Live by the gun, die by the gun: Botswana’s ‘shoot-to-kill’ policy as an anti-poaching strategy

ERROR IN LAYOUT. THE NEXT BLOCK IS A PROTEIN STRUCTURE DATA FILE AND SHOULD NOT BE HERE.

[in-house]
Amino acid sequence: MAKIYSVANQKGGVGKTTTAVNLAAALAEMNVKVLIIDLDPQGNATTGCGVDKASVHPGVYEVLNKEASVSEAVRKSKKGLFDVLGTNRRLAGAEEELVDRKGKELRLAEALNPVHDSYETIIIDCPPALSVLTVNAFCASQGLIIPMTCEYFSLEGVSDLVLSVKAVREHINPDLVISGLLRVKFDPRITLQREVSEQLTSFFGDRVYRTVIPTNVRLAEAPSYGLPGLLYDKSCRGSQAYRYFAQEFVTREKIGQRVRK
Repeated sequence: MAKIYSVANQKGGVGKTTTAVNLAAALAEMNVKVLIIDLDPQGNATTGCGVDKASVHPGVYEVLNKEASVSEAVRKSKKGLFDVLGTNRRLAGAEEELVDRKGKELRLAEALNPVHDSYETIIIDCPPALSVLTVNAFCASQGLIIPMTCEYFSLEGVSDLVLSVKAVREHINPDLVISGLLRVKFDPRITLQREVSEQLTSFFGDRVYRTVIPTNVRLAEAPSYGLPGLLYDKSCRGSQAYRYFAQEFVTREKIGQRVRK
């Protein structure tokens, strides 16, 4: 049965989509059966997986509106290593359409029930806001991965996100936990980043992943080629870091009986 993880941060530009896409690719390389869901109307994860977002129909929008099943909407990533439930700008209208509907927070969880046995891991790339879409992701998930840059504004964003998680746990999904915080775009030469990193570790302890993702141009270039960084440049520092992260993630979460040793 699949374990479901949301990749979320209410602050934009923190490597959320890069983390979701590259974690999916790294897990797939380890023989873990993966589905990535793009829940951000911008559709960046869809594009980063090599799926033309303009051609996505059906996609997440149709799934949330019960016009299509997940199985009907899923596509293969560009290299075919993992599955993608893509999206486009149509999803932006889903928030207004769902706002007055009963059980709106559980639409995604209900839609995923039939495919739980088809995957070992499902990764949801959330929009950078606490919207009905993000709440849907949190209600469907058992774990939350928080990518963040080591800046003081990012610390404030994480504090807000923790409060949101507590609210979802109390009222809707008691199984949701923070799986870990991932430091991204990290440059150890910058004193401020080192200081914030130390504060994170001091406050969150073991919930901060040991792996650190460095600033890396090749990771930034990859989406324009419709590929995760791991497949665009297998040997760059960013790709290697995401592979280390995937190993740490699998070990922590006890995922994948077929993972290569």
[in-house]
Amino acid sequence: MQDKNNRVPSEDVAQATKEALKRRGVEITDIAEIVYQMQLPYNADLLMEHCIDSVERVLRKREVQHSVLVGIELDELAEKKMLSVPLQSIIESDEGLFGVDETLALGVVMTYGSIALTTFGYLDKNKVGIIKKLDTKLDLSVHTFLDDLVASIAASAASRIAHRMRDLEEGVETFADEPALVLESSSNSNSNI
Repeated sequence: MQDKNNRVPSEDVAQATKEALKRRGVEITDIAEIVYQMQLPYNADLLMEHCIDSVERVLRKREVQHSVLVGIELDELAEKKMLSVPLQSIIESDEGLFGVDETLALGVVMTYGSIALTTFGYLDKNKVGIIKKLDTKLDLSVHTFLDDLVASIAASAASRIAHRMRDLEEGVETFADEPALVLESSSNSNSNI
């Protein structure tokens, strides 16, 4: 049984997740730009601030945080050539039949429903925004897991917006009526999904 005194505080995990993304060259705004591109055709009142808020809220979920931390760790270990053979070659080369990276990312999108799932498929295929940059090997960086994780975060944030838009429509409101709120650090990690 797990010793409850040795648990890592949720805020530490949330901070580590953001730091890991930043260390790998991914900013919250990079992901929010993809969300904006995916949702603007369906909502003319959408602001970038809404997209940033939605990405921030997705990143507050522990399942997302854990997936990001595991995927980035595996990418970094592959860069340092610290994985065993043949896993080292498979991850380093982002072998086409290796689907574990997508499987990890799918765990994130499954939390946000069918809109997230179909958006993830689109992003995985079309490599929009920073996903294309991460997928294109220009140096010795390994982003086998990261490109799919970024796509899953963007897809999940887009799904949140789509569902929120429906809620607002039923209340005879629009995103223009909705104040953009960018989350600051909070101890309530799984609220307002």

Rhino and elephant poaching affects various Southern African countries. Despite recent reductions in rhino poaching in Namibia and South Africa, it remains a concern. In response, the government of Botswana has implemented a controversial ‘shoot-to-kill’ policy, targeting poachers. We believe this has reduced poaching in Botswana, relative to most African countries. Private rhino conservators from neighbouring South Africa have relocated some of their rhinos to Botswana. This commentary piece discusses the militarisation of conservation as a viable conservation policy. It argues that anti-poaching is comparable to the war on terror. It reviews Botswana’s shoot-to-kill policy and its justification in international law, specifically with regard to war and armed combat. It adopts an exploratory methodology to reflect on the effectiveness of Botswana’s policy, and considers whether it can be adopted by other countries, particularly South Africa, to combat poaching. It concludes that shoot-to kill is an effective deterrence to poachers when implemented alongside long-term conservation management interventions.